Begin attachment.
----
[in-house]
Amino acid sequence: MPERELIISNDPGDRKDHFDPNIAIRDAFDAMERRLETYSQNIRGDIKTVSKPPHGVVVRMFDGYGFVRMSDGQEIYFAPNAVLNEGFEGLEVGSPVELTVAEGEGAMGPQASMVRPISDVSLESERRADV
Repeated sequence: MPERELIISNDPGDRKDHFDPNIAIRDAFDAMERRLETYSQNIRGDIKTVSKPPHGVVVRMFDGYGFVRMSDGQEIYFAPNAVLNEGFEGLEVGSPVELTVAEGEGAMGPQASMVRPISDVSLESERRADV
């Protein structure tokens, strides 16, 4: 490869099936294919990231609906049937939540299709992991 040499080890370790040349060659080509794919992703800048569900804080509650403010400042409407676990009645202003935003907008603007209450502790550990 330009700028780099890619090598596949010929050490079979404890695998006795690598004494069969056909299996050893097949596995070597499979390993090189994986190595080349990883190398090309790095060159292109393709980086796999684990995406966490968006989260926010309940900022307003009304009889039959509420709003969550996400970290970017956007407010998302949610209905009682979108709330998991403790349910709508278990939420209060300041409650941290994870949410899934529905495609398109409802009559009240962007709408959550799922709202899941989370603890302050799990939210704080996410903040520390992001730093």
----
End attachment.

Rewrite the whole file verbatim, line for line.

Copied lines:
[in-house]
Amino acid sequence: MPERELIISNDPGDRKDHFDPNIAIRDAFDAMERRLETYSQNIRGDIKTVSKPPHGVVVRMFDGYGFVRMSDGQEIYFAPNAVLNEGFEGLEVGSPVELTVAEGEGAMGPQASMVRPISDVSLESERRADV
Repeated sequence: MPERELIISNDPGDRKDHFDPNIAIRDAFDAMERRLETYSQNIRGDIKTVSKPPHGVVVRMFDGYGFVRMSDGQEIYFAPNAVLNEGFEGLEVGSPVELTVAEGEGAMGPQASMVRPISDVSLESERRADV
């Protein structure tokens, strides 16, 4: 490869099936294919990231609906049937939540299709992991 040499080890370790040349060659080509794919992703800048569900804080509650403010400042409407676990009645202003935003907008603007209450502790550990 330009700028780099890619090598596949010929050490079979404890695998006795690598004494069969056909299996050893097949596995070597499979390993090189994986190595080349990883190398090309790095060159292109393709980086796999684990995406966490968006989260926010309940900022307003009304009889039959509420709003969550996400970290970017956007407010998302949610209905009682979108709330998991403790349910709508278990939420209060300041409650941290994870949410899934529905495609398109409802009559009240962007709408959550799922709202899941989370603890302050799990939210704080996410903040520390992001730093």